Certificate in Public, Technical, and Workplace Writing

About the Certificate

Employers in a variety of settings look for students with strong writing skills applicable for the professional environment. The Public, Technical, and Workplace Writing Certificate Program will provide an opportunity for students from across the University to gain a competitive edge in the workplace by learning essential 21st century skills in the production of public, technical, and digital texts. Students will finish the program with a portfolio of work that they can deliver to prospective employers.

Through the certificate, students will—

Learn how to identify target audiences

Produce public, technical, and workplace documents (such as reports, memos, digital media, and presentations) based on audience analysis

Develop teamwork skills through collaborating on the creation, development, implementation, presentation, and refinement of documents

Gain familiarity with a variety of tools used for writing in a digital environment

Conduct and incorporate primary (surveys, interviews, questionnaires, field research, etc.) and secondary research as appropriate to develop and support the document’s main purpose and message

Recognize techniques involved in editing and revising documents for public audiences 

Courses Required for Certificate

Foundation (9 s.h)

ENC 2412 Writing in the Digital Age  - Students will compose and analyze digital texts that incorporate images, sounds, video, and language. Course focuses on the theory, analysis, and production of digital texts such as blogs, Web sites, audio arguments, video, and photo essays.

ENC 3213 Professional and Technical Writing - Students will learn an overview of professional and technical  writing principles, current communication issues, research practices, and emerging technologies. This course focuses on communications skills essential for success in technical and professional communication, including audience analysis, collaboration, and document design. Students will create documents such as letters, manuals, reports and proposals used in a variety of workplace environments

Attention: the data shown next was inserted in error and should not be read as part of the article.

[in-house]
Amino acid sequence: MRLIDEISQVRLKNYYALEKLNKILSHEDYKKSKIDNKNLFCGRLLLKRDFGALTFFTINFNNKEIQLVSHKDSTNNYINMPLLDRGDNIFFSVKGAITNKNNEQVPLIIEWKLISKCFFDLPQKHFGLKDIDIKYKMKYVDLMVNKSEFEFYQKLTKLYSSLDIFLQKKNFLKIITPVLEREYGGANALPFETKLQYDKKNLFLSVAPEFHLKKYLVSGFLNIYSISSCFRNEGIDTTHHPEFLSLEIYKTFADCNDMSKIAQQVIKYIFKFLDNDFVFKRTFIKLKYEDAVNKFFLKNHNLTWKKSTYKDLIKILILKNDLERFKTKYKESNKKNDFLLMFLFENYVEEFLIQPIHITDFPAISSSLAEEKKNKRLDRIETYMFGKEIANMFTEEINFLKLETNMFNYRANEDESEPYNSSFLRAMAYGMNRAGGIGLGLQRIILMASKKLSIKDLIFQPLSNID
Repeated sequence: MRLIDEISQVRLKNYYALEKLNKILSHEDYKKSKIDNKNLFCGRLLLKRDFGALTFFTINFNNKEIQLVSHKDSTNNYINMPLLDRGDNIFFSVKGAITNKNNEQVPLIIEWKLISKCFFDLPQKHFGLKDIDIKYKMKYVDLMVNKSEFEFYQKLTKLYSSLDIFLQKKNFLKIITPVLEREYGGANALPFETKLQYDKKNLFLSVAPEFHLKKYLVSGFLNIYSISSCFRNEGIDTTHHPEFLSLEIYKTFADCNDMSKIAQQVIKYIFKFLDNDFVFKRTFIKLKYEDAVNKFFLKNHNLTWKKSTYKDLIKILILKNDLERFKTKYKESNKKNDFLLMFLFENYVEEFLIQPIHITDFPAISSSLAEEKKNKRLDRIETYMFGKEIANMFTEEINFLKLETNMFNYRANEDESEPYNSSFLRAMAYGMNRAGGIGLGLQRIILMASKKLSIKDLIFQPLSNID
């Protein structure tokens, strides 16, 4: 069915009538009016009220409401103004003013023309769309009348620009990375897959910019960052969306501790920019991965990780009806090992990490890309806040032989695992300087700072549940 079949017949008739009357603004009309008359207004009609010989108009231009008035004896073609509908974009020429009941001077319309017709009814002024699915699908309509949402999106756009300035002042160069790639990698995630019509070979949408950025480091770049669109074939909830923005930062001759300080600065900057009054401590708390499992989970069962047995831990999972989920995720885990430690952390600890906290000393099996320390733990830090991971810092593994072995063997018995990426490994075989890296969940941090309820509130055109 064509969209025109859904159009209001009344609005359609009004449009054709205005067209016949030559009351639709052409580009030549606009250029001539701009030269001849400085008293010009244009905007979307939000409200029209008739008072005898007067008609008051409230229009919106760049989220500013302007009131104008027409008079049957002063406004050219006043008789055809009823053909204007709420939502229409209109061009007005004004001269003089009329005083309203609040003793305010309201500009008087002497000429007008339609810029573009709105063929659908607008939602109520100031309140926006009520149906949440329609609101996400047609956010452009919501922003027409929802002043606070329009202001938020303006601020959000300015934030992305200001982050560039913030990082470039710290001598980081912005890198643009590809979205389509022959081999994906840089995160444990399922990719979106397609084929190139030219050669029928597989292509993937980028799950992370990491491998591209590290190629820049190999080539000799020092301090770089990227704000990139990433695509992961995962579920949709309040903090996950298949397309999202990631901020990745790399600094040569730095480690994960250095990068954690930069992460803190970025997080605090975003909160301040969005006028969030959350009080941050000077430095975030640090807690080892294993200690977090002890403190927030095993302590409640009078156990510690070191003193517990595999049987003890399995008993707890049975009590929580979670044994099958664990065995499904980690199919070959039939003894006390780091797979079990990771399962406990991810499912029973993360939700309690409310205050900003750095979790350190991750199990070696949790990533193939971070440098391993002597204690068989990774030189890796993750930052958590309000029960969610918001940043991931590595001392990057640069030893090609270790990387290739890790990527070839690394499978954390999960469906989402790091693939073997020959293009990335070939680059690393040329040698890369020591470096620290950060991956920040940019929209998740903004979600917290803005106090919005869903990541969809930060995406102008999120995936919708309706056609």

ENC 4940 Writing and Editing Internship - Students will identify a site for practical application. Internship option can be a business, non-profit organization, or, alternatively, students might work on campus in The Writing Lab or with the Creative Writing literary magazines. Students will compile a portfolio of work that highlights production across the certificate program.


Electives (3 s.h.; choose one)

ENC 3455 Writing in STEM - Students will learn how to identify audiences and determine purposes for writing so they can make informed choices about media, genre, content, organization, style, and visual design. Writing in STEM is designed to teach specialized strategies to help STEM majors communicate more effectively in their disciplines and in the workplace. This class focuses on the writing style and research conventions of STEM communication.  Students develop their skills by writing and analyzing Lab Reports and abstracts and by applying the scientific method to solve problems

LIN 3673 Grammar for Professional Success-  Students will identify errors in standard English usage (or related to the adherence of specific style guides) as well as errors regarding layout and design. This class will focus on grammar skills necessary for the workplace environment. Students will learn how to create and implement style sheets and convention guidelines. Students will review documents and suggest revisions that enhance the clarity, persuasiveness, and effectiveness of a text’s organization. 


Professionalism is more than just proper dress and a great handshake. How you come across through the written word speaks volumes about who you are, what you know, and your level of professionalism. Being able to communicate clearly and effectively through your writing can earn you a level of respect that's otherwise hard to achieve.

Leslie McGill, Project Manager, Pensacola


Having a job is only half of the equation in one’s career. Understanding how to communicate professionally can be one of the most important elements to success.  If you are able to produce proper documents on the job, your employer will value your communication skills and the subject matter you create. Taking Technical Writing with Professor Meyers at UWF has really given me a sense of empowerment at work. From writing a memo for specific audiences to developing analysis reports from research, I have learned to better express myself and communicate in a more clear and professional manner. I have recommended this class to friends and coworkers, and I feel anyone who works in a professional environment should equip himself or herself with this wonderful lesson in written communication.

Kelly Cheng RN
Sacred Heart Hospital Pensacola
Current Student